Day Three of Tim Miller’s Third Series Teacher Training has begun, and a collection of some 40 teachers and students of Ashtanga Vinyasa Yoga have descended on Encinitas to learn about Stihira Bhaga—“Divine Stability.” They have come from all over the world—Germany, Switzerland, England—and all over the U.S.—Nevada, North Carolina, Louisiana—and there are some locals and some Californian, too. It’s a good group.
Some are teachers and shala owners looking to take what they learn back to their students. Some are long-time practitioners looking to learn the series in more detail. Some are students without a shala, stuck on a pose and unable to advance without more knowledge and are here to get it. While our motivations for being here may vary, Tim is in top form and being very meticulous.
Day One began at 6 a.m. with the full, six-part Ashtanga pranayama sequence with what seemed like full-sized inhales, exhales and retentions (these were actually shorter than normal, I was told).
And although the more eager among us may be ready to take off into Third, these first days are a careful review of all the standing poses up to virbradrasana B. To some it may seem like he’s going slowly, but this is my fourth training with Tim, and I have my First Series training book in front of me full of the notes from three other trainings, and he’s actually going quite fast.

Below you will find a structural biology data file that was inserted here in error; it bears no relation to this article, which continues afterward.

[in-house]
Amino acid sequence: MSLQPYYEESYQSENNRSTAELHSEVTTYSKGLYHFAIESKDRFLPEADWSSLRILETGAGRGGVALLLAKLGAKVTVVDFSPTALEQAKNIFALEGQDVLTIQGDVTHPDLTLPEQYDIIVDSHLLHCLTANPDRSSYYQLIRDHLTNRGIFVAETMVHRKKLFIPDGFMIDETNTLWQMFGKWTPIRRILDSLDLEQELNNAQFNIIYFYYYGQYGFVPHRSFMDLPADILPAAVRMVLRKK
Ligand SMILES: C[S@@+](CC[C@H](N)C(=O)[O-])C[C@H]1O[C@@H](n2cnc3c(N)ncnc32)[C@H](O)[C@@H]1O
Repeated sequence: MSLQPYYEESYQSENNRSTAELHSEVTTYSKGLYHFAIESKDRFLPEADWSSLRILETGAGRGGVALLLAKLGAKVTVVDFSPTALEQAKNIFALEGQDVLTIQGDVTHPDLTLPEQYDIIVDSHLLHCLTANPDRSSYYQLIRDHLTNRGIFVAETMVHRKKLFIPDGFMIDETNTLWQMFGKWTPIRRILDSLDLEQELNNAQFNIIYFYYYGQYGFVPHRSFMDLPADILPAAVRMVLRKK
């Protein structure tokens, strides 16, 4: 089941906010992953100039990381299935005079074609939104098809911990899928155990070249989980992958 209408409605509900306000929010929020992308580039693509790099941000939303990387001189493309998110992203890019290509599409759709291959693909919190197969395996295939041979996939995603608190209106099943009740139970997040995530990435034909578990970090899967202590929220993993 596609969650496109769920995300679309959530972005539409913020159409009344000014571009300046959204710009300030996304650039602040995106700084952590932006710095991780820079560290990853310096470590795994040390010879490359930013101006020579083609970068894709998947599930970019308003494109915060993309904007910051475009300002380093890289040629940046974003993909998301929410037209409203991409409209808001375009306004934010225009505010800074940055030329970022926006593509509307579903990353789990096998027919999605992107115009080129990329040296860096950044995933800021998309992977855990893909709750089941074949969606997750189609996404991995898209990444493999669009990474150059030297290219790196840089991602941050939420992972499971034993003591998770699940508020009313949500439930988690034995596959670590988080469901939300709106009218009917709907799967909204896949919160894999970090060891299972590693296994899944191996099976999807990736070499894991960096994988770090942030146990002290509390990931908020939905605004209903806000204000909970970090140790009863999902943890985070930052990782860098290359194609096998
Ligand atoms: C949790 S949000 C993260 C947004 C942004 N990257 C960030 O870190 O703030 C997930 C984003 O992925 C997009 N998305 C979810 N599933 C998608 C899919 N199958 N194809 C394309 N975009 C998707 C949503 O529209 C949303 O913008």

He also knows his audience—practitioners who are in deep in Ashtanga asana—and he’s hitting all the aspects of each pose with no dumbing down: counting, anatomy, adjusting, the emotions of the pose, its reasoning, its variations. And then we move on. Yesterday, because he was asked, he ran through the pranayama sequence faster than I’ve ever heard him do before. There are certain assumptions of knowledge, but also an understanding. He is, in other words, passing what he knows on to a new generation of teachers, which is an awesome responsibility on both sides.
For myself, I wait for the stories behind the asanas—their history, the way the changes in the practice came to be, the reasoning behind certain choices Tim has made as a teacher, and of course the stories of the rishis, gods, and heroes of his practice and teaching. Hanuman looms large.
But I’m also here to practice with Tim and my fellow students. I’ve done my rickety interpretation of Third—the series that is saving me from hip replacement surgery—in the Mysore room with some awesome people around me. And today I got my favorite adjustment.
As I came into trikonasna, Tim once again sidled up to put me in my correct place (he’s been working on my trikonasana for years). As he pulled my shoulder firmly but gently back, he stuck out his index finger and tugged at the corner of my mouth to make me smile.
Posted by Bobbie